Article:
Weight and girth aren't the only areas where Apple has Samsung beat: With an LCD WVGA screen at 800 x 480 pixels, the Galaxy Player is no match for the iPod touch and its 960 x 640 Retina Display. However, Samsung gets the nod when it comes to display size, with 4.2 inches of screen real estate compared to 3.5 inches of its rival.
That's not to say that the Galaxy Player 4.2 has a bad display. Pixel density enthusiasts may scoff at the lack of detail when viewed up close, but for the majority of users, the screen is plenty bright, colorful and pixel rich.
In keeping with the current trend of Android devices without physical keyboards, the Galaxy Player is entirely a multi-touch affair. Unfortunately, users are stuck with Android 2.3.6: Gingerbread here, enhanced by Samsung's TouchWiz UI.
Given that this particular Galaxy Player model only just came to the U.S. within the last few months, it's a bit of a head scratcher as to why Samsung didn't go with Android 4.0: Ice Cream Sandwich. With the carriers out of the way, there's just no excuse for this.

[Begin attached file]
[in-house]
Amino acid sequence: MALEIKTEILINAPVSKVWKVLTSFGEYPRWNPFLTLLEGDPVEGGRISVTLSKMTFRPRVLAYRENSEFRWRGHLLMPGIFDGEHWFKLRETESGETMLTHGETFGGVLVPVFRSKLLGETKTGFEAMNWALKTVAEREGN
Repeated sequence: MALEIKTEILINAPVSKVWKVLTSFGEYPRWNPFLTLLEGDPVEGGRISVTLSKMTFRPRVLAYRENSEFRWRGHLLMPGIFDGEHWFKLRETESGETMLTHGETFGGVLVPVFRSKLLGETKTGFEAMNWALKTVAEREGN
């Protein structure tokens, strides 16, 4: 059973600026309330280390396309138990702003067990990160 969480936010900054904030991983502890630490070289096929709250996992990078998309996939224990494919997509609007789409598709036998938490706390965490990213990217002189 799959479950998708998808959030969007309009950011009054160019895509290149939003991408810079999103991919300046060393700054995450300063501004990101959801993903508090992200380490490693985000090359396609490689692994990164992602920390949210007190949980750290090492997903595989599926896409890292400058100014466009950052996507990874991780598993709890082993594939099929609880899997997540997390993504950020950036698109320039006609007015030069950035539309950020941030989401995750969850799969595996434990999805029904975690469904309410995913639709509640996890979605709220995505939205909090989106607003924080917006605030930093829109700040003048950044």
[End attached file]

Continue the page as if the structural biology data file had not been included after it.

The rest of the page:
Criticisms aside, Samsung makes the most of what they do have, and the Galaxy Player 4.2 is as faithful and complete an Android device as Gingerbread allows, complete with a TouchWiz soft keyboard that rivals the one Google baked into Android 4.0.
Internet and connectivity
The Galaxy Player 4.2 may be merely a Galaxy S II gutted of its cellular radios, but users won't have to go far to get connected. The media player features Wi-Fi 802.11b/g/n wireless, and we had no problems getting connected even via the Mobile Hotspot feature on our iPhone 4S and new iPad.
A pair of decent earbuds are included, but we found them lacking in bass and midrange. Thankfully the Galaxy Player 4.2 also features Bluetooth 3.0, so the media player is willing and able to wirelessly connect to most any accessory you can imagine, including wireless headsets.
That also includes DLNA compliant devices, which can use the preinstalled AllShare app to beam videos, photos and music without wires. The app picked up the signal from other media devices in our office and allowed us to play content to a DLNA-connected HDTV.
Unfortunately, as is usually the case with these apps, the results were less than stellar. Those expecting a fluid experience like Apple's AirPlay are likely to be disappointed, but for occasional use it works just fine.